Two-time champion Alberto Contador dropped out of the Tour de France on Monday after crashing in a high-speed mountain descent during Stage 10 — the second big withdrawal that blows the race wide open and ensures that cycling's greatest event will have a new champion this year.
The departure of the 31-year-old Spaniard with Tinkoff-Saxo Bank follows that of defending champion Chris Froome of Britain who crashed out in Stage 5. Before the race began this year, Froome and Contador were seen as the two favorites. In Stage 1, British sprinting star Mark Cavendish crashed out, too.
According to his spokesman, Contador said he wasn't exactly sure what caused the crash — which happened while he was speeding downhill at 0 mph. The descent came about halfway through the 100-mile trek from Mulhouse to La Planche des Belles Filles in the eastern Vosges mountains.
"He explained to me just a few minutes ago that he (hit) a stone, or a hole in the road, or something — and he crashed," spokesman Jacinto Vidarte told the Associated Press by phone during the stage. "He couldn't do anything about it."
TV images showed thick streams of blood pouring from Contador's right knee after the crash, his hip was scraped up, and the back of his jersey torn. Team director Bjarne Riis rushed over and bandaged the knee. Team spokesman Victor Petri said that Contador would undergo X-rays to determine the extent of the damage.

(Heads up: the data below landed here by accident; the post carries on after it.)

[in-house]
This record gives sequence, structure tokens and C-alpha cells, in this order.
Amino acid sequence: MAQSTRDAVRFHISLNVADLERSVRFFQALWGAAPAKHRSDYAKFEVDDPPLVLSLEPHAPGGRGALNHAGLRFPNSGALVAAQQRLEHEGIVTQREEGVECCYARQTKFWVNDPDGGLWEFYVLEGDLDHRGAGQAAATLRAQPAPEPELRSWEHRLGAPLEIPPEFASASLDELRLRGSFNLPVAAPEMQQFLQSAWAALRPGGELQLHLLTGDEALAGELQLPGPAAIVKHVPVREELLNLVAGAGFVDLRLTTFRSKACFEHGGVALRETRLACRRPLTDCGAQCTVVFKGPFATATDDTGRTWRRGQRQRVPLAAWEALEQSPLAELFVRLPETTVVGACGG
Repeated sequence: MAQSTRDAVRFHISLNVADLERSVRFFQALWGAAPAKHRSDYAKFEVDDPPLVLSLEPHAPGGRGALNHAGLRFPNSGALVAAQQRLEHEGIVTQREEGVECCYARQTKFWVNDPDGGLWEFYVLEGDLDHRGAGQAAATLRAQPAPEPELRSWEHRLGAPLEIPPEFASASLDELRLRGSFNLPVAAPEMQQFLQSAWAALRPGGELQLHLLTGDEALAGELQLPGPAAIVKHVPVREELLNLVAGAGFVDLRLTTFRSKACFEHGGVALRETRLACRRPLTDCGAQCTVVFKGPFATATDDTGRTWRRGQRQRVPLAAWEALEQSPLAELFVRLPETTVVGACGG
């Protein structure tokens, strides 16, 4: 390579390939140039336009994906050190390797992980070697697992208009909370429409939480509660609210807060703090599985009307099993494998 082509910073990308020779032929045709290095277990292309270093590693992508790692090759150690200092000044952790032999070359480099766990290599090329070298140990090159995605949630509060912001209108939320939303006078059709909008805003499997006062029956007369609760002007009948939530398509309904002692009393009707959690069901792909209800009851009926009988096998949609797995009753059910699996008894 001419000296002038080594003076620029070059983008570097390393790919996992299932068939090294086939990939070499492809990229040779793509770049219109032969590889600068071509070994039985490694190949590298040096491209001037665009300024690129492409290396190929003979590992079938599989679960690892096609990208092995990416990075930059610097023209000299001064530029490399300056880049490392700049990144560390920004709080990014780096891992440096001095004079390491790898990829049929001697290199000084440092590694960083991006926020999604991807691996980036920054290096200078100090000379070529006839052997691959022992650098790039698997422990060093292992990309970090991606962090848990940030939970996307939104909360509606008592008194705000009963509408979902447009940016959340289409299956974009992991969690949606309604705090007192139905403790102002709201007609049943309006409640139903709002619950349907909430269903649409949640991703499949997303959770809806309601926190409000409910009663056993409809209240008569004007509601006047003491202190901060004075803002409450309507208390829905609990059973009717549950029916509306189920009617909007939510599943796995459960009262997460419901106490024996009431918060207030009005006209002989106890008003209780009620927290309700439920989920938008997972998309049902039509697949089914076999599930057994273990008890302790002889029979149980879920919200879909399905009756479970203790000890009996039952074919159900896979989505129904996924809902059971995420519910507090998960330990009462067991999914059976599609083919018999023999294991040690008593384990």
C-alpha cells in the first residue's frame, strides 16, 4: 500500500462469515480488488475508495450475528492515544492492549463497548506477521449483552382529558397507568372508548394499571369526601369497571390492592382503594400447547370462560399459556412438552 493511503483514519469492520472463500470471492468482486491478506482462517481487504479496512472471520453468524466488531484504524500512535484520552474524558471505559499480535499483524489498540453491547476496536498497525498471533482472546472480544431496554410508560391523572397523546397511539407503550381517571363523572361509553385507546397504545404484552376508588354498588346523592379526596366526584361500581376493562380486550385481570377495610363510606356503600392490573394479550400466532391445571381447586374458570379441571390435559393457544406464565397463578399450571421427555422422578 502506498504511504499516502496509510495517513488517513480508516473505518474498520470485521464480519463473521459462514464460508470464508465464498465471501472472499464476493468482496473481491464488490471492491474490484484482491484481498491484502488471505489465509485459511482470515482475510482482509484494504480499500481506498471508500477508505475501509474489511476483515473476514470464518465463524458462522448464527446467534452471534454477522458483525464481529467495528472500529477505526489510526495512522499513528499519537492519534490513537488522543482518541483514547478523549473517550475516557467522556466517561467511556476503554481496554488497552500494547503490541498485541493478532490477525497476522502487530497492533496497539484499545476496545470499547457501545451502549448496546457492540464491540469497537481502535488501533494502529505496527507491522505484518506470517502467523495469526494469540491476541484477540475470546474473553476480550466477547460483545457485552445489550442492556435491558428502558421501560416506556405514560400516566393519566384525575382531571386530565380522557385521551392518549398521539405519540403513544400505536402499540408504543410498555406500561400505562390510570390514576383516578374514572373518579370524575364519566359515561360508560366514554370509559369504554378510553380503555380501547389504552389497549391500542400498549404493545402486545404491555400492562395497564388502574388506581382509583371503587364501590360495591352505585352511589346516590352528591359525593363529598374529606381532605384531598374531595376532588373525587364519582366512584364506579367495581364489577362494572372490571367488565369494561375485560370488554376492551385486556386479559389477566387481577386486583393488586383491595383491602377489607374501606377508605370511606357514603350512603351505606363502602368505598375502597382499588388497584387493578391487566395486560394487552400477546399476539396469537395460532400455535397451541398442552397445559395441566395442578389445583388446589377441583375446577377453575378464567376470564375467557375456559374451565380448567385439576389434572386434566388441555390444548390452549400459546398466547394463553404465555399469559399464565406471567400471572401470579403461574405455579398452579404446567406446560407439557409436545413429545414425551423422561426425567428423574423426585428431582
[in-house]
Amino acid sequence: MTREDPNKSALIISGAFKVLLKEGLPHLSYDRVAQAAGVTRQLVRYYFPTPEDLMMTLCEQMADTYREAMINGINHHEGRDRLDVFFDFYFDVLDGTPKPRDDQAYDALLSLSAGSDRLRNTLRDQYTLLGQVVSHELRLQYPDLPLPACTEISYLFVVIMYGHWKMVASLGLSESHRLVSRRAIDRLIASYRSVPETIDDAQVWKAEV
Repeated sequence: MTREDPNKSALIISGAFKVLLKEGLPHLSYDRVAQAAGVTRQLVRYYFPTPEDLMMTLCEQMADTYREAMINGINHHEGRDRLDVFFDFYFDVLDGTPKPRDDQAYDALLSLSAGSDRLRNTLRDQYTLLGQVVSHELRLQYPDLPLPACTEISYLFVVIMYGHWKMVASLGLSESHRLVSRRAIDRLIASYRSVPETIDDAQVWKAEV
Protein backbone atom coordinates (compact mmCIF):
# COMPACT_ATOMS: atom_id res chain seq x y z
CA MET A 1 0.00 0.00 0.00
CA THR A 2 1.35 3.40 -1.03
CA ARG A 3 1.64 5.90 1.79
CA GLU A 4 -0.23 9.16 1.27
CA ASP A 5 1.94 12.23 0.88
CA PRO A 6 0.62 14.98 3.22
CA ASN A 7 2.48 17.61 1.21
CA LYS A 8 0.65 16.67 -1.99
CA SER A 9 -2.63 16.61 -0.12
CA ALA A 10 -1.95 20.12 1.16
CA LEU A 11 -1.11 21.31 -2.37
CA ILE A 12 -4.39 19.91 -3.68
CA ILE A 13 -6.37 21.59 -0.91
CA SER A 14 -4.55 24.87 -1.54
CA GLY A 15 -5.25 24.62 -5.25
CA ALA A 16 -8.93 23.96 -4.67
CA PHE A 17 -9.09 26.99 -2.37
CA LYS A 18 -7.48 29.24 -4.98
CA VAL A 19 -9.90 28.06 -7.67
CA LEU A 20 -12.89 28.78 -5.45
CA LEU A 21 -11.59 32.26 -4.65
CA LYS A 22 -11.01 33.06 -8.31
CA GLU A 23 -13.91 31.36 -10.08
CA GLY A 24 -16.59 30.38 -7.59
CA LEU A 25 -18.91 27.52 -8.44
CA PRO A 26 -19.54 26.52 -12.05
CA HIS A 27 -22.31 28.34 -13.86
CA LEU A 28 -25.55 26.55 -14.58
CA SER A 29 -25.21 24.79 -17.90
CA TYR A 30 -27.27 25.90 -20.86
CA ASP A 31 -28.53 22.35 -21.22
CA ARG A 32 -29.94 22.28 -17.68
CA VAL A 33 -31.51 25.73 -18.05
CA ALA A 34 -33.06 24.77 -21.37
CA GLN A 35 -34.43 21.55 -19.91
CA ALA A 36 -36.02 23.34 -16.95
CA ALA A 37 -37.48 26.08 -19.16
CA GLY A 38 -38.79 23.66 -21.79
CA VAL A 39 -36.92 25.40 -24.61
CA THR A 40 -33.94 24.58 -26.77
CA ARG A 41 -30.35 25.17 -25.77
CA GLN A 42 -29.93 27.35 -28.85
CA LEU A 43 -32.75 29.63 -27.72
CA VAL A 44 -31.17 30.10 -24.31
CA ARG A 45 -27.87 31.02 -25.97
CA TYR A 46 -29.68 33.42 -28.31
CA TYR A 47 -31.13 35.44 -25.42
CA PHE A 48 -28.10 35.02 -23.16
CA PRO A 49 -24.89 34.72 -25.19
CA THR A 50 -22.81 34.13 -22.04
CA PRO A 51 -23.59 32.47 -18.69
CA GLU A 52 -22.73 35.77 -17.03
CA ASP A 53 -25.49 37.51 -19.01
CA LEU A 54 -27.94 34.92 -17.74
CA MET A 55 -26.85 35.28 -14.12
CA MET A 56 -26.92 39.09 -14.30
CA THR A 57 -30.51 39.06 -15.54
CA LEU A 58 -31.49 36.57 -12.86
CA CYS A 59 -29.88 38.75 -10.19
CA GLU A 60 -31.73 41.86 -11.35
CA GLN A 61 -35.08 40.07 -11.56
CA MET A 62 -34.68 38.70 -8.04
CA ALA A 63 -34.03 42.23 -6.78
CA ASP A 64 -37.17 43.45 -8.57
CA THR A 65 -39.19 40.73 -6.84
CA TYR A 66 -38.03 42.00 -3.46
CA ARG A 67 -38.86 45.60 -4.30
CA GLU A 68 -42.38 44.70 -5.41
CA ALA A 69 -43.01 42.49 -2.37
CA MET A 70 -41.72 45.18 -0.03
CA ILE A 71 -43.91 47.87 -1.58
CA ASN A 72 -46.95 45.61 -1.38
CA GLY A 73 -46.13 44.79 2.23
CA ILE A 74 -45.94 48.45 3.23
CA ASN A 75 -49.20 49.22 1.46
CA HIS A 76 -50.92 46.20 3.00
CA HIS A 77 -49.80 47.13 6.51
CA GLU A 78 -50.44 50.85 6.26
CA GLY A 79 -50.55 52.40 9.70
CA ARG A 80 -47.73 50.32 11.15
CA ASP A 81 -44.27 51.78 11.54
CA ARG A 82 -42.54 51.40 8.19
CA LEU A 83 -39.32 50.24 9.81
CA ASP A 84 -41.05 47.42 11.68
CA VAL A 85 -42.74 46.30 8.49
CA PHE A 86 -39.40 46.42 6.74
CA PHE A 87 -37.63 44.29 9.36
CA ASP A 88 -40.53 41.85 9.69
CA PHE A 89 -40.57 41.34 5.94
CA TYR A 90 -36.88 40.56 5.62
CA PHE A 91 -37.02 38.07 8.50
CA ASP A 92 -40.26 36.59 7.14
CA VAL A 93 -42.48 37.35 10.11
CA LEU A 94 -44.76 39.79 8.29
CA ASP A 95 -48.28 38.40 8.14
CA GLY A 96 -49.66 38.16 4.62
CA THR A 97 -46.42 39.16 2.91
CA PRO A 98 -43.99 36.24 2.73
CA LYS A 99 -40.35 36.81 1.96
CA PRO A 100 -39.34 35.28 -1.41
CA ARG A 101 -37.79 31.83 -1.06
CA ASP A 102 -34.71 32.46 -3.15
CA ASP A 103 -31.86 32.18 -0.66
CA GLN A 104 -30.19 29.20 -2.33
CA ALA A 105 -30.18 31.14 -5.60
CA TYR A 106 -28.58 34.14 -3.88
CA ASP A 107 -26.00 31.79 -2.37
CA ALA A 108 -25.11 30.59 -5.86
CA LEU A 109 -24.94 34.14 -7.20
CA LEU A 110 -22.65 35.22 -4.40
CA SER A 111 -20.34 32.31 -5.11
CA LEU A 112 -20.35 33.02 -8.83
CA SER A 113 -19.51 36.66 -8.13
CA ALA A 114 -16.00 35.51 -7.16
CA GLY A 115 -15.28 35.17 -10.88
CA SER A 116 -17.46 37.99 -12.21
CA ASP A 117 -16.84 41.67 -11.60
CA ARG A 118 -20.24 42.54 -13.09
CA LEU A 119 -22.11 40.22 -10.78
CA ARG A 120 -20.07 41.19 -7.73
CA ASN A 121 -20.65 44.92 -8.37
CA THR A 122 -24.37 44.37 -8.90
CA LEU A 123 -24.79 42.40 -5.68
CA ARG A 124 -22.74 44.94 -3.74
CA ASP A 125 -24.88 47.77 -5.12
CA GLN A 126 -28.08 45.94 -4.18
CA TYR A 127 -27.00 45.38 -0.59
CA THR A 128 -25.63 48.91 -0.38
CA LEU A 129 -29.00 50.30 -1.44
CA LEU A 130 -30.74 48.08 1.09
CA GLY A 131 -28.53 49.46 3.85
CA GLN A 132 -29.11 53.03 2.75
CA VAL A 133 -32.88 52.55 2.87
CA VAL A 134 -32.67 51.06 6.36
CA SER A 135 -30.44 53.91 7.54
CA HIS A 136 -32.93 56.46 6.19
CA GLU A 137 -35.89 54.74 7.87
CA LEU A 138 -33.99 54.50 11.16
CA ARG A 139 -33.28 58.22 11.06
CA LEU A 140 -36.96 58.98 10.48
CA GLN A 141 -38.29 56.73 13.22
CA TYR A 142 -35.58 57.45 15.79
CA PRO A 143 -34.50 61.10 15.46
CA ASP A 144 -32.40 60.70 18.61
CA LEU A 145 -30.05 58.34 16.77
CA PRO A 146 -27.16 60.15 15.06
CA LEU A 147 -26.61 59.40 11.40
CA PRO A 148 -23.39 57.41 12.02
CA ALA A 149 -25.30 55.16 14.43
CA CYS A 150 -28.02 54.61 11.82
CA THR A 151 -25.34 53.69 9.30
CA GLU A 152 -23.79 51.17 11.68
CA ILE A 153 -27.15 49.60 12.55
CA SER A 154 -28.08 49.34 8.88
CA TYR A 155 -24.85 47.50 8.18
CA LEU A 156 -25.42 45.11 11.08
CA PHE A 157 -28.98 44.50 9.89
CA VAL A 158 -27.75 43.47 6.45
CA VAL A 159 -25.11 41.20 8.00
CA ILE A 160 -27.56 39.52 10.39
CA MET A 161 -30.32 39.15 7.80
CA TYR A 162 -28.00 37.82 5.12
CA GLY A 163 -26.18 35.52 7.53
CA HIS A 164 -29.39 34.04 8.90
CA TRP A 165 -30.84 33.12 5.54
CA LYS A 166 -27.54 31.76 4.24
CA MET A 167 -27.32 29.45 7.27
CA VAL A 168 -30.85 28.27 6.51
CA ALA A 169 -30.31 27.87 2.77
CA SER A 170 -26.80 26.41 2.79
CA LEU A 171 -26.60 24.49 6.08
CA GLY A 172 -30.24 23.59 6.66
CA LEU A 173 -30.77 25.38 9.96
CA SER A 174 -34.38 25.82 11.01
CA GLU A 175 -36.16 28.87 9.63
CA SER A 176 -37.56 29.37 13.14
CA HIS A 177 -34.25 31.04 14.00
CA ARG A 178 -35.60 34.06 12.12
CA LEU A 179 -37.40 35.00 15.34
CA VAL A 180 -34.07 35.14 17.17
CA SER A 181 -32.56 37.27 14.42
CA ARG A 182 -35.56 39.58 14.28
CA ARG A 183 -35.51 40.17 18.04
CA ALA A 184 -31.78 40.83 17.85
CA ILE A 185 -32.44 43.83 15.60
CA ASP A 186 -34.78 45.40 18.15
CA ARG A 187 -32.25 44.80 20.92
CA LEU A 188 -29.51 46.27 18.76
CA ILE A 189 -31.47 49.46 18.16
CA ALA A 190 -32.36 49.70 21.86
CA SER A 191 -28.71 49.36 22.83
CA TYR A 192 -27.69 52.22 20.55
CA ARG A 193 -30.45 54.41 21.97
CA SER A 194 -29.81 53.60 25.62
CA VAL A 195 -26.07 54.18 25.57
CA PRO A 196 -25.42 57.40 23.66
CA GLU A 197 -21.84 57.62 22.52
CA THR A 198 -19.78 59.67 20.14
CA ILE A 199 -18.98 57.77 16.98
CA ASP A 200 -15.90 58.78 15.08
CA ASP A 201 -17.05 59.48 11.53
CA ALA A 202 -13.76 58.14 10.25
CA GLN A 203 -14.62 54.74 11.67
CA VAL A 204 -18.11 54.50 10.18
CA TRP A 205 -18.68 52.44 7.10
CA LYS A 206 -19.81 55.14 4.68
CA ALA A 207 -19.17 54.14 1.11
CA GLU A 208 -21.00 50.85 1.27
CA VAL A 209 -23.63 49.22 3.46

Contador then sat back down on the grass bank and changed his left shoe as riders weaved through the narrow gap between him and his bicycle. After several minutes, he got back in the saddle of a new bike, and three teammates who had dropped back escorted him to try to make up lost time as the peloton pulled away up the Col du Platzerwaswel mountain pass.
The Spaniard rode for about another half-hour, clearly in pain, and finally stopped, got off, wiped his eyes and climbed into a team car.
Contador began the stage in ninth place overall — 4 minutes, 8 seconds back of race leader Tony Gallopin of France. The Spaniard's withdrawal vaults Vincenzo Nibali atop the list of likely winners this year. The Italian has won the Spanish Vuelta and Italian Giro, and wore the Tour leader's yellow jersey for seven days until Gallopin took it on Sunday.
Contador and Froome, along with 2010 Tour champion Andy Schleck, were the only three former Tour champions racing this year. Schleck dropped out before Stage 4 after sustaining an injury in yet another crash a day earlier.
The 10 stage features four steep Category 1 climbs, and is the toughest stage so far this year. The last section of the final ascent up to Belles Filles featured a punishing 20 per cent gradient which, as expected, was shaking up the pack and giving a clearer indication of contenders for overall victory of the three-week race on the Champs-Elysees in Paris on July 27.